Managing Risk in Power Facilities by Outsourcing Wastewater Management
- Posted on May 1, 2018
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By Clark Harrison, Director Business Development Purestream Services
Clark Harrison, director of business development with Purestream Services, discusses the advantages of a wastewater pay-for-services model for reducing future risks and uncertainties
Today’s power generators face more challenges and uncertainty than ever before. This is especially true with wastewater management and the need to comply with increasingly stringent state and federal regulations. An example is the U.S. EPA’s new Effluent Limitation Guidelines (ELGs) which introduced strict limits on the concentration of toxic metals and other pollutants in wastewater streams that can be discharged from power plants. To meet the ELG’s new target effluent concentrations, numerous steam electric power plants would potentially face capital-intensive upgrades such as new equipment installations, infrastructure modifications, and facility expansions — investments that can place an undue financial burden on many power plants and especially those in deregulated states where returns on capital investment are not assured.
Following the release of the ELGs, the EPA has since postponed certain compliance dates by two years under the new administration in order to evaluate and possibly revise best available technology (BAT) effluent limitations and pretreatment standards, but rules such as the ELGs demonstrate the types of regulations that power plants can expect to encounter in the future.
When large capital expenditures in wastewater treatment systems are required, they can be particularly challenging to justify with older plants, specifically when it requires balancing the plant’s anticipated life expectancy against the potential long-term benefits of deploying that capital. But even if a large wastewater investment in an old plant can be justified, there will most likely be alternative investments — such as those in new generation, power delivery infrastructure, renewables, or electricity demand side management — that offer higher and more predictable returns.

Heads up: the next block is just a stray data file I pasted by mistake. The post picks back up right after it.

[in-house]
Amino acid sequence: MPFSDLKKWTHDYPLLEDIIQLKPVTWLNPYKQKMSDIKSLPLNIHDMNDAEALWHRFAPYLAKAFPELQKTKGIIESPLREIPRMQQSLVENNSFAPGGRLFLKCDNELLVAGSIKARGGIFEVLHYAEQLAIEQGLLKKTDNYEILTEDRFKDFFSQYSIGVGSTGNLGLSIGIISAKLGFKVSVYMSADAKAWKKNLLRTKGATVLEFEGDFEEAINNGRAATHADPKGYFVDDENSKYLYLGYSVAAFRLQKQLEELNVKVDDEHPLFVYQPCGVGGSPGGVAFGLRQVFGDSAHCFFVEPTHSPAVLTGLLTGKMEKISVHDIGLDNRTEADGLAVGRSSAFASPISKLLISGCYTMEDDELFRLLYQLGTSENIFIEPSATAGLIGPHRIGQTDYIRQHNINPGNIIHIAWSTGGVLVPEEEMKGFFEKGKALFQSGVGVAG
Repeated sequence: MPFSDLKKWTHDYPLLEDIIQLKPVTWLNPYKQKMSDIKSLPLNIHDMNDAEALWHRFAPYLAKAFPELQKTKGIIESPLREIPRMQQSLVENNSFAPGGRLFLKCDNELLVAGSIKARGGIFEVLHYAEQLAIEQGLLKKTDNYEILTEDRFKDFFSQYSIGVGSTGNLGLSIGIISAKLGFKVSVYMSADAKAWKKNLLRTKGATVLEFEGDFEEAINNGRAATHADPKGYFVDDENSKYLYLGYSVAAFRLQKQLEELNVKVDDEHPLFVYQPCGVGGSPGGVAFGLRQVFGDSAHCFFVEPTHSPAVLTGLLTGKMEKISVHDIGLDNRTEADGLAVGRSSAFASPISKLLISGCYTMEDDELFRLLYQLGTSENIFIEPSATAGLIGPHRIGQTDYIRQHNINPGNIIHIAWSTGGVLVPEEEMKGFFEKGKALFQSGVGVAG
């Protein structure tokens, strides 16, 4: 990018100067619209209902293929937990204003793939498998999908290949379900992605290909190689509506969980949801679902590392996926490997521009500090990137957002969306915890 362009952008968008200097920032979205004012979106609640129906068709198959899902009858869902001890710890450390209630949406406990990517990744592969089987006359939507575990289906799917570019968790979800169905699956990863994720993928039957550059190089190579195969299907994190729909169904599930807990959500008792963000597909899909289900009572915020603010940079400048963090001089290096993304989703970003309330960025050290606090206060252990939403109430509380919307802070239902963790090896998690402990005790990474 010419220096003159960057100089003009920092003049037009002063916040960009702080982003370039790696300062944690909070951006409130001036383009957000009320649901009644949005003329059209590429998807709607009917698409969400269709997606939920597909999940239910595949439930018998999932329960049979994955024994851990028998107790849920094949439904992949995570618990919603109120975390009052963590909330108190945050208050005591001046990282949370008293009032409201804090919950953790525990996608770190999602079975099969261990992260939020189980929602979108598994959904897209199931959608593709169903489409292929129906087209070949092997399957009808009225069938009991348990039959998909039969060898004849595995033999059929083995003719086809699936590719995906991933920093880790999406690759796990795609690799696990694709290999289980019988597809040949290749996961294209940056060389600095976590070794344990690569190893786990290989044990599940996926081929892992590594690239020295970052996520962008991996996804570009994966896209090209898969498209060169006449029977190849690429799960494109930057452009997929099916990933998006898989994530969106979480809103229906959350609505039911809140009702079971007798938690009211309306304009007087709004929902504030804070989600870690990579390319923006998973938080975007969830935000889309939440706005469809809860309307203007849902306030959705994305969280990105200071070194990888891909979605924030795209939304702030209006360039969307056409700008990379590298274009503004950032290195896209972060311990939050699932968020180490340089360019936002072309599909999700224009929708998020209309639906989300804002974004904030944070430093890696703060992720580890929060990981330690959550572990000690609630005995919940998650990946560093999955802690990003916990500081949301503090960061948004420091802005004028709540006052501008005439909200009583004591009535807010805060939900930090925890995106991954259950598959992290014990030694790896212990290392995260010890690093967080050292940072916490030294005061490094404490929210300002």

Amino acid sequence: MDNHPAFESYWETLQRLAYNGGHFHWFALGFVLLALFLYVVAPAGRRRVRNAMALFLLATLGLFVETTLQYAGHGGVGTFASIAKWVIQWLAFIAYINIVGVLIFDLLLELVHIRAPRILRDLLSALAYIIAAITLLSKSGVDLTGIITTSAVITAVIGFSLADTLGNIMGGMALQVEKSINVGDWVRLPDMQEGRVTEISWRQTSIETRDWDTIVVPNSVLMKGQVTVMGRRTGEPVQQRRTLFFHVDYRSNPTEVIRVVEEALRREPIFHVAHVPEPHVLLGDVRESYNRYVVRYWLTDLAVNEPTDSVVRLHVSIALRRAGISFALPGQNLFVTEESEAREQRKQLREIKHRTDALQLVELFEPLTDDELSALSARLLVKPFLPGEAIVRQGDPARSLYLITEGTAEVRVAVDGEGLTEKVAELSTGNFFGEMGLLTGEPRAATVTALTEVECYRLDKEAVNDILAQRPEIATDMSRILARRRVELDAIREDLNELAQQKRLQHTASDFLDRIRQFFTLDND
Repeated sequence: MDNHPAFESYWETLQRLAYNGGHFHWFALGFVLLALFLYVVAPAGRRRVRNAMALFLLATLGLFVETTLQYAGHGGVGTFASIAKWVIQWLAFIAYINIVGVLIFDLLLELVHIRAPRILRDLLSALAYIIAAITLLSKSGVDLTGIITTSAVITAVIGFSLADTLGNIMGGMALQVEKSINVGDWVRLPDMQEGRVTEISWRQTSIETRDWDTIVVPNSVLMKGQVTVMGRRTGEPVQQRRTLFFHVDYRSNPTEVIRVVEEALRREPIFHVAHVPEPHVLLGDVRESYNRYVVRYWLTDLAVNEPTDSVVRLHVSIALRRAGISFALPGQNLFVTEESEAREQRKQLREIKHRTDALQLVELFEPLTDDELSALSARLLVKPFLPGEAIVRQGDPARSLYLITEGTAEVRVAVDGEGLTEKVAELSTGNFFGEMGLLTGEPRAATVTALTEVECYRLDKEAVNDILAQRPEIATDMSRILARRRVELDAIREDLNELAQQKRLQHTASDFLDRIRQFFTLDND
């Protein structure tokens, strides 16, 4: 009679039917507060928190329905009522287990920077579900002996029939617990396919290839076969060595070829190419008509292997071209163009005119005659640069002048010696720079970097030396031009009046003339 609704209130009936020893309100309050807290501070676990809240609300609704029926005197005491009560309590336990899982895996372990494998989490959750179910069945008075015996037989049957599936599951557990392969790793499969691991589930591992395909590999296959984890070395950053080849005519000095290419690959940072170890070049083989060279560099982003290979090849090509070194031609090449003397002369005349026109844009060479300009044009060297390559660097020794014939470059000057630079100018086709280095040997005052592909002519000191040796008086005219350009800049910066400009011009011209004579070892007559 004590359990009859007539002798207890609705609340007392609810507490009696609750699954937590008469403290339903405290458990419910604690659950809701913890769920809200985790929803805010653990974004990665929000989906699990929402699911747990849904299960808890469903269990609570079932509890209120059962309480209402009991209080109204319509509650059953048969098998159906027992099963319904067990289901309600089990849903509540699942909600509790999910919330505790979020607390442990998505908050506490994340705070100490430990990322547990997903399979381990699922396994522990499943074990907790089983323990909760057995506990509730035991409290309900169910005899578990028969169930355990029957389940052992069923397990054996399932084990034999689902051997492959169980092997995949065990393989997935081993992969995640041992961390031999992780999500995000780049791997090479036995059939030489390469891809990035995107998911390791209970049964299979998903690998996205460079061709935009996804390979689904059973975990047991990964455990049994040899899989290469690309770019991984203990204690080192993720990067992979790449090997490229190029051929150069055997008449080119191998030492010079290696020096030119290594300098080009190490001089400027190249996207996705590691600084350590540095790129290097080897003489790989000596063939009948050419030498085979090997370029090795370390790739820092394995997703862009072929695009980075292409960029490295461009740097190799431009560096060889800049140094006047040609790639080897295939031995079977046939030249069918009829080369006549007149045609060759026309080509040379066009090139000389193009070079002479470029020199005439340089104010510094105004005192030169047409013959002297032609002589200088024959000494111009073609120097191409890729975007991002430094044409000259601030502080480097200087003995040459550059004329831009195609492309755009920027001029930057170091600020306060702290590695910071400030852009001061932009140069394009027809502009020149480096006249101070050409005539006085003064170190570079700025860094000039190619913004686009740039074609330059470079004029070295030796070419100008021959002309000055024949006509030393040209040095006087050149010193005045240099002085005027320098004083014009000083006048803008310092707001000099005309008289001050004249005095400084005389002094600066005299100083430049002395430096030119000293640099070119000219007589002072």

Adopting new wastewater treatment technology can also introduce long-term cost uncertainty regarding ongoing operational expenses and maintenance requirements, and may create further financial burdens if plants need to hire new dedicated personnel or reassign existing staff.
With these challenges in mind, steam electric power plants can consider outsourcing their wastewater management needs through a turnkey wastewater service agreement. Under this type of model, power plant owners circumvent the need to invest significant capital while reducing future regulatory risks and simplifying their long-term wastewater operations. By agreeing to a fixed payment structure, plants also ensure for a more predictable expense schedule, thus avoiding the potential cost variability associated with owning, operating and maintaining a system.
On a much smaller scale, power plant owners have found a way to avoid capital expenditures for installing permanent vacuum systems that are used to clean flue gas ducts, clear away coal and ash spills, or remove dust and other solids that accumulate in plants. Instead, contract agreements have been arranged with service companies that provide vacuum trucks on demand and the peoplepower to operate the equipment, based on plant needs. By outsourcing this requirement, power plant owners avoid spending capital, making long-term investment commitments, hiring people, or taking on additional maintenance burdens. Importantly, the performance risk is passed on to the service provides.
By utilizing a service-based approach for their wastewater management needs, power facilities can outsource the full responsibility to a single service provider. This strategy can be immensely beneficial for handling intermittent waste streams, such as air heater washes or evaporative pond wastewater, as well as continuous wastewater streams like cooling tower blowdown, FGD blowdown, or landfill leachate.
Moreover, by choosing a compliant solution without dedicating capital, power plants will be free to instead deploy that capital toward investments that offer more certainty — such as those on the retail, regulated side of the business that offer guaranteed positive outcomes.
Power plants that use a service provider offering evaporative technology can reduce their risks even further by eliminating wastewater discharges altogether — thus avoiding any possibility of being out of compliance. Purestream Services offers evaporators that follow the pay-for-services model and provides wastewater treatment services and solutions with its innovative technologies in Midland, TX, for the oil and gas industry, primarily treating produced and frac-flowback water for reuse. Purestream has treated over 30 million barrels of water for 16 major operators in the West Texas region as a service provider.